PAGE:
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The signal was unclear but bang on 5, they were off, like a pack of wild housewives at a closing down Sale, stampeding their way to what they thought was the best selling point.
Later we learned that these prime locations were around the outside to the left. Apparently people when they walk in to the stadium turn to the left and keep on going around the outer perimeter. Perhaps this is a northern hemisphere thing. In a similar market in Peru maybe they turn right. Who knows.
Sid and I, along with a couple of ‘Market Virgins’, just laughed at the spectacle of adults of all shapes and sizes charging to what they thought was the best place. We sauntered behind trying not to look as desperate muttering to ourselves “life’s too short” and found ourselves what we thought was a pretty good spot on a corner on the inside of the outer rim. It suited us to be off the beaten path. We were the rebels in left-field. The trendy boutique in Notting Hill rather than tacky Top Shop in Oxford Street.
We were told by the Germans staking their claim opposite us that 4 metres costs 6 euros, which I thought was pretty reasonable (as long as you sell more than 7 euros plus I guess), so we staked out 4 metres either way from the point of the corner with the string and added a label with our names on. Stories swept across the dust about people coming in to the stadium early the next morning and occupying your secured location – a sort of Market stall coup if you like – so I added “I’ll fecking kill you if you are here tomorrow” to my name just for good measure.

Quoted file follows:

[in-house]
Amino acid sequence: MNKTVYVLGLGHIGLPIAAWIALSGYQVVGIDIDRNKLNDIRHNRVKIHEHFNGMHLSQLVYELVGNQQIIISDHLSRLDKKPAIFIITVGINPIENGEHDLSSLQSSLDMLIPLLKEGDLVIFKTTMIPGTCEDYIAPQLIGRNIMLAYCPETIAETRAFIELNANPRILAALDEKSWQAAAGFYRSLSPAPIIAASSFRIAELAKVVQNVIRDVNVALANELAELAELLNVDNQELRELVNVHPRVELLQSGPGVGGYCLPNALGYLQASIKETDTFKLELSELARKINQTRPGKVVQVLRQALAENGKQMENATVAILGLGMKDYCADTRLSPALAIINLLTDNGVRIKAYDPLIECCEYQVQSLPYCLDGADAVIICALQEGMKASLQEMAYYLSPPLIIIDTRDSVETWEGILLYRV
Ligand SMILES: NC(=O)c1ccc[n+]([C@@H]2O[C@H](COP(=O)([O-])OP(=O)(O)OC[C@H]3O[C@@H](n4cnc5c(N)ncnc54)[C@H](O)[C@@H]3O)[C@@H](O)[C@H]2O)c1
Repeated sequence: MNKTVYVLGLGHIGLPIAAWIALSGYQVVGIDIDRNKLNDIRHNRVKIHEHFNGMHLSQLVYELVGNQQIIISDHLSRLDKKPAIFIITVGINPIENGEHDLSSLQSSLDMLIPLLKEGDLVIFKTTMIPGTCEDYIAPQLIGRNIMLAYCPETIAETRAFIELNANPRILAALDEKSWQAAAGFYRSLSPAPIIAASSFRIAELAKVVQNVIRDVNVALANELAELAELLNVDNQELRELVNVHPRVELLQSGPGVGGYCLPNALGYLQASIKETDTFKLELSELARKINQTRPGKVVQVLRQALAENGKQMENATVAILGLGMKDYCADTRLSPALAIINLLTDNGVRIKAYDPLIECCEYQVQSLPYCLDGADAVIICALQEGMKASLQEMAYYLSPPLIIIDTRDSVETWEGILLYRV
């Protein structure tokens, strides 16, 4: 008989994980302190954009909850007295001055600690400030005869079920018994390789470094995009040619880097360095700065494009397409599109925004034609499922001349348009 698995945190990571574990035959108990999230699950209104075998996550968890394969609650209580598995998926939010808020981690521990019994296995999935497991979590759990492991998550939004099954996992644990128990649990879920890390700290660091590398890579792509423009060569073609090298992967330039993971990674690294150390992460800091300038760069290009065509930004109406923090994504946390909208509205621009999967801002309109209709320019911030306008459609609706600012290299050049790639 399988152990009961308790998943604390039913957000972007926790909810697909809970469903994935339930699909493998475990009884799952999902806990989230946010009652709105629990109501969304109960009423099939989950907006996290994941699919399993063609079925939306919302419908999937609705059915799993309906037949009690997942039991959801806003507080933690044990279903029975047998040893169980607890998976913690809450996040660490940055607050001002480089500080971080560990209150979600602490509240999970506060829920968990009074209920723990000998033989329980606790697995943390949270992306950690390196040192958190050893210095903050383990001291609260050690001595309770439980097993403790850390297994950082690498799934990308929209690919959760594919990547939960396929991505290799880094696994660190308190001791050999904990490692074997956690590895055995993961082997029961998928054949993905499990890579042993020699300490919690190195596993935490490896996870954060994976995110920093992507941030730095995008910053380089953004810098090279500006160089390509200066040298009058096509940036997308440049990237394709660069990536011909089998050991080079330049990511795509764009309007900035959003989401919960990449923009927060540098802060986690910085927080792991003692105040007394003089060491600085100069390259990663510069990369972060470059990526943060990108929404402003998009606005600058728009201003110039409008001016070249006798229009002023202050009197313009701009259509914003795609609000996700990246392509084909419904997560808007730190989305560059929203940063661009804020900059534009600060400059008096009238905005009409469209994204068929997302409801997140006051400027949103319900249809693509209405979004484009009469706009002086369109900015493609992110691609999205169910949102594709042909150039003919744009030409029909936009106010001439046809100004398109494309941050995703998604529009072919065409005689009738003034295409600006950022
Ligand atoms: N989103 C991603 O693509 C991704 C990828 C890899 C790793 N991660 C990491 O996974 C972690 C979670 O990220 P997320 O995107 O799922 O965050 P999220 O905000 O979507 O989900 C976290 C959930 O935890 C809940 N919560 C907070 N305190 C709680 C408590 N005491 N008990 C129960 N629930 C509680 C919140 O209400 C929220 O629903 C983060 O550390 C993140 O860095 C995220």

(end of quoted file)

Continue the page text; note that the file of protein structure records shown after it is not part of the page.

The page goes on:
However, the Germans told us that if we got there at 7.30, that this should befine and they asked whether we would look after theirs if we arrived earlier and vica verca. I had a warm kind of siege mentally glow and it felt good see England Germany detente alive and well and living in a dustbowl in San Jordi.
Upon returning home, to my surprise, one of my boys – 8 year old Albert (a normal name in London where he was born, but a seemingly stupid one here where all the ex-pats kids have monikers like Lunar Landing Deck or Angel Dust or the like), told me he was really keen to help and immediately put himself to bed in anticipation.